Chapter 2 - Hidden

Katy was taken aback by the portrait she had found in the attic. Her interest in the nearby box disappeared as she stared into the familiar face in the painting. The red curls were the same as hers, the blue eyes and even the mole under her lip were the same, too. Confusion reigned. She stared at the painting, taking in every detail, every brush stroke. She turned the canvas over, sideways and upside down, looking for some indication of who the subject of the portrait was. After a while she searched around the attic for a looking glass, certain of the likeness with her own image. Pulling boxes, furniture and picture frames aside she eventually found what she was looking forward. She raised the mirror up to her face and looked directly into it. Sure enough, the likeness was striking. The woman in the picture was older than she but they were so alike it was uncanny. Was this why Jameson had been looking at her the way he had been? Was this why he had helped her or was this just a huge coincidence that no one else was aware of?

It can’t be a coincidence. There was a reason she was here, the letter from her mother had led her to this place. Why?
Katy’s mind was in a whirl. Jameson had clearly been shocked by her appearance, as had Mrs Carter. Mesmerised by the woman in the portrait, Katy continued to question who the woman was and what possible connection they could have to one another. They must be related.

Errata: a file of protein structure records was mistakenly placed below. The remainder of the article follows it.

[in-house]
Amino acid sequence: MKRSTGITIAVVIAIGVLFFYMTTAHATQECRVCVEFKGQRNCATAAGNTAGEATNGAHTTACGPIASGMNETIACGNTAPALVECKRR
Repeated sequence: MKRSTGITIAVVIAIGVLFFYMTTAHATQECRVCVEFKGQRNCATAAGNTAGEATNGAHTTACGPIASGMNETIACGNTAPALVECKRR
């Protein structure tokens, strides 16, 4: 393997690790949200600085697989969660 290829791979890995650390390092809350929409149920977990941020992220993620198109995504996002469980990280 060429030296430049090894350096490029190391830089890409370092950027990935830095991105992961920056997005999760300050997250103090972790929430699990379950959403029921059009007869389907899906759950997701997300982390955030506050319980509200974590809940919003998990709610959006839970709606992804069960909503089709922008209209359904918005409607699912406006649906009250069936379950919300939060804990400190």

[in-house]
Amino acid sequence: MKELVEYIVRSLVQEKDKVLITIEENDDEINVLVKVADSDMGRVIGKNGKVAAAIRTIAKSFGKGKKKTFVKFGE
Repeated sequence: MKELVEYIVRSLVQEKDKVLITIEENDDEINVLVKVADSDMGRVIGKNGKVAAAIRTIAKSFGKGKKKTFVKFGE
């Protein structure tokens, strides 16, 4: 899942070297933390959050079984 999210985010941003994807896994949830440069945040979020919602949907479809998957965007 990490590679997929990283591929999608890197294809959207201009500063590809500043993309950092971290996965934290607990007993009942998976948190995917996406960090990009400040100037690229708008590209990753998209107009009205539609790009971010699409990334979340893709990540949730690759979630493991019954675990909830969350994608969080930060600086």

Considering that neither she nor the woman in the portrait looked anything like her mother, Katy deduced that the woman must be related to her father. Maybe it was a portrait of her Grandmother when she was young. That was the most logical conclusion and that explanation was enough to satisfy Katy’s curiosity. Until someone told her otherwise, she had decided that the portrait she held in her hand was a painting of her Grandmother.

Excited by the thought of a whole family she never knew she had, for a moment Katy allowed herself to feel the butterflies doing somersaults in her stomach. She laid back in her bed, hugging the portrait closely, finally feeling safe. If this was her Grandmother’s house then her father might even be here. Was it possible that she was about to meet him?

Katy leapt from her bed and dashed to the window to see if she could see anyone who might be a relative, her Father, her Grandmother, an Aunt or Uncle, even nieces and nephews. The lack of people in the grounds did nothing to quell the excitement that filled her mind. For the first time since her mother’s death she felt happy and safe. Finally, she belonged somewhere. She belonged to someone.

Katy was eager to go downstairs and meet her new family but she remembered the reactions of Jameson and Mrs Carter the previous night and realised this was probably a delicate situation that needed to be handled properly. So, she decided to stay put and explore the attic room a little more to see if there was any more evidence of her family to be found.